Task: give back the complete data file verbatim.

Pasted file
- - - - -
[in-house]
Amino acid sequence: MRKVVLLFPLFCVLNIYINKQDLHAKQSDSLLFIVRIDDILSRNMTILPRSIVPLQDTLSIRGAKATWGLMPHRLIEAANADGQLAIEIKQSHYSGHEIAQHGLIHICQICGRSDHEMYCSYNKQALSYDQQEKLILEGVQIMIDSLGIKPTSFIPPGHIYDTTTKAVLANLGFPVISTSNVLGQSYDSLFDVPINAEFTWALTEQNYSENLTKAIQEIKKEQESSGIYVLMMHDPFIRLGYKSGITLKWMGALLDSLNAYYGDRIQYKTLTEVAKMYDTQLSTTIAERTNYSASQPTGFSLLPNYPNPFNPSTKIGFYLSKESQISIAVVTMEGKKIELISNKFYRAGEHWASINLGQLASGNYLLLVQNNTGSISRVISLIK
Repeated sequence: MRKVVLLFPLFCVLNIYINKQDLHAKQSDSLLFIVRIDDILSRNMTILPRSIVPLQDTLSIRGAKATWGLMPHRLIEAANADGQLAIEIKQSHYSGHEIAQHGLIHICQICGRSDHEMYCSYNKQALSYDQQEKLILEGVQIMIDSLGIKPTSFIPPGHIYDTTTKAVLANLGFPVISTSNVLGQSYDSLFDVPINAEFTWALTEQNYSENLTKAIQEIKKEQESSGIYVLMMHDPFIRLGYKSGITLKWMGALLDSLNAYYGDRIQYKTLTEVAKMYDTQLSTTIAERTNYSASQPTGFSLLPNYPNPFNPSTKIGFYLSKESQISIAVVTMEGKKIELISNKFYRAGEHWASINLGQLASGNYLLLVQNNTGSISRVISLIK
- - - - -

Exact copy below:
[in-house]
Amino acid sequence: MRKVVLLFPLFCVLNIYINKQDLHAKQSDSLLFIVRIDDILSRNMTILPRSIVPLQDTLSIRGAKATWGLMPHRLIEAANADGQLAIEIKQSHYSGHEIAQHGLIHICQICGRSDHEMYCSYNKQALSYDQQEKLILEGVQIMIDSLGIKPTSFIPPGHIYDTTTKAVLANLGFPVISTSNVLGQSYDSLFDVPINAEFTWALTEQNYSENLTKAIQEIKKEQESSGIYVLMMHDPFIRLGYKSGITLKWMGALLDSLNAYYGDRIQYKTLTEVAKMYDTQLSTTIAERTNYSASQPTGFSLLPNYPNPFNPSTKIGFYLSKESQISIAVVTMEGKKIELISNKFYRAGEHWASINLGQLASGNYLLLVQNNTGSISRVISLIK
Repeated sequence: MRKVVLLFPLFCVLNIYINKQDLHAKQSDSLLFIVRIDDILSRNMTILPRSIVPLQDTLSIRGAKATWGLMPHRLIEAANADGQLAIEIKQSHYSGHEIAQHGLIHICQICGRSDHEMYCSYNKQALSYDQQEKLILEGVQIMIDSLGIKPTSFIPPGHIYDTTTKAVLANLGFPVISTSNVLGQSYDSLFDVPINAEFTWALTEQNYSENLTKAIQEIKKEQESSGIYVLMMHDPFIRLGYKSGITLKWMGALLDSLNAYYGDRIQYKTLTEVAKMYDTQLSTTIAERTNYSASQPTGFSLLPNYPNPFNPSTKIGFYLSKESQISIAVVTMEGKKIELISNKFYRAGEHWASINLGQLASGNYLLLVQNNTGSISRVISLIK